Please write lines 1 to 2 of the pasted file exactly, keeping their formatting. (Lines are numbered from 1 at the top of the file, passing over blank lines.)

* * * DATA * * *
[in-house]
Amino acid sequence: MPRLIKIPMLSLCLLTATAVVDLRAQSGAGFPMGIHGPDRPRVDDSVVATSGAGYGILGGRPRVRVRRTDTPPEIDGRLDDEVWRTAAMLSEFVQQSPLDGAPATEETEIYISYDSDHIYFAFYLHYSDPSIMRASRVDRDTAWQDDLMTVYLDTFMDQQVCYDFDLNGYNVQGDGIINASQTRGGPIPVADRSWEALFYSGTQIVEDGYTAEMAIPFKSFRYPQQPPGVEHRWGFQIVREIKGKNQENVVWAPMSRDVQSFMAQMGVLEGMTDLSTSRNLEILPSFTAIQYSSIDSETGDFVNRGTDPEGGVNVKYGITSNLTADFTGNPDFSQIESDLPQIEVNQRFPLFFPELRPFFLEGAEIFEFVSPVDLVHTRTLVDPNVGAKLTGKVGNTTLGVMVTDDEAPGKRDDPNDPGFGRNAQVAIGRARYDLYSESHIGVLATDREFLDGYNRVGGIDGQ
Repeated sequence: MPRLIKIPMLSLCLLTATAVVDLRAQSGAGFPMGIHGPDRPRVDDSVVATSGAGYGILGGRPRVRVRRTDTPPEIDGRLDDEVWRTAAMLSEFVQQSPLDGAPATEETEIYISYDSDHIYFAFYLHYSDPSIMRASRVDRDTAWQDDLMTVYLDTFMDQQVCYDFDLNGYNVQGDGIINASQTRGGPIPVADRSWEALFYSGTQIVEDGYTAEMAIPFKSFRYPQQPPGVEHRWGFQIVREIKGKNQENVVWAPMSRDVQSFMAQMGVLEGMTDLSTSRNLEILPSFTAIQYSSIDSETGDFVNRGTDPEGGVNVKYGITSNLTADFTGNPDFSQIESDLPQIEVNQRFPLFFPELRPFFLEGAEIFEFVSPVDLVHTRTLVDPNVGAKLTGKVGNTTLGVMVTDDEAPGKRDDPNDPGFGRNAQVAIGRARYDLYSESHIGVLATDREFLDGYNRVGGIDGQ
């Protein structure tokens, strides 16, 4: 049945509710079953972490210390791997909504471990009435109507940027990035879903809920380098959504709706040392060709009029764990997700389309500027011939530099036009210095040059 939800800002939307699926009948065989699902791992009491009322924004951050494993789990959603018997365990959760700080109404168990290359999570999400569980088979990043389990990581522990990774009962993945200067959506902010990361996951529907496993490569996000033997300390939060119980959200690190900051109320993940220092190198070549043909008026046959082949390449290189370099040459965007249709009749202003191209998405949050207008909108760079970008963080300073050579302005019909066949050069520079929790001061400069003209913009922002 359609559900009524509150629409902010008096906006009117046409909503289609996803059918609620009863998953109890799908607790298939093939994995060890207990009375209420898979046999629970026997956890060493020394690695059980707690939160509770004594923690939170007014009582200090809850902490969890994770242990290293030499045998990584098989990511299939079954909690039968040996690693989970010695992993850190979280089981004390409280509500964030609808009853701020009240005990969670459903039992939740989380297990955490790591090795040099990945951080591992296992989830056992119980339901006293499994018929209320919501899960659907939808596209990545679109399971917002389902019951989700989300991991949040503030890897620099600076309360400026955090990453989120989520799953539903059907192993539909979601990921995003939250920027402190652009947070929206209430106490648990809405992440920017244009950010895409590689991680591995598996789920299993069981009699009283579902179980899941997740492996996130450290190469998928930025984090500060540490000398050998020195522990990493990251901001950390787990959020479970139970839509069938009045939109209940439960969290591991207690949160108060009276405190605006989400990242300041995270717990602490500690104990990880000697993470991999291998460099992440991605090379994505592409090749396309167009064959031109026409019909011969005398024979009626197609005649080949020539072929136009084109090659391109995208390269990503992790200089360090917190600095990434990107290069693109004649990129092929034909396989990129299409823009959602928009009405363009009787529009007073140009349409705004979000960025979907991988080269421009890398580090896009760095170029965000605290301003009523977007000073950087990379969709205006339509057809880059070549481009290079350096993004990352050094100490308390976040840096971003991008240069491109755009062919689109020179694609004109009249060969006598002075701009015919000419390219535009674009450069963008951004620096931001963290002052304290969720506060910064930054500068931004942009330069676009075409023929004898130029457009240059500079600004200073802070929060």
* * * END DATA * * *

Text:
[in-house]
Amino acid sequence: MPRLIKIPMLSLCLLTATAVVDLRAQSGAGFPMGIHGPDRPRVDDSVVATSGAGYGILGGRPRVRVRRTDTPPEIDGRLDDEVWRTAAMLSEFVQQSPLDGAPATEETEIYISYDSDHIYFAFYLHYSDPSIMRASRVDRDTAWQDDLMTVYLDTFMDQQVCYDFDLNGYNVQGDGIINASQTRGGPIPVADRSWEALFYSGTQIVEDGYTAEMAIPFKSFRYPQQPPGVEHRWGFQIVREIKGKNQENVVWAPMSRDVQSFMAQMGVLEGMTDLSTSRNLEILPSFTAIQYSSIDSETGDFVNRGTDPEGGVNVKYGITSNLTADFTGNPDFSQIESDLPQIEVNQRFPLFFPELRPFFLEGAEIFEFVSPVDLVHTRTLVDPNVGAKLTGKVGNTTLGVMVTDDEAPGKRDDPNDPGFGRNAQVAIGRARYDLYSESHIGVLATDREFLDGYNRVGGIDGQ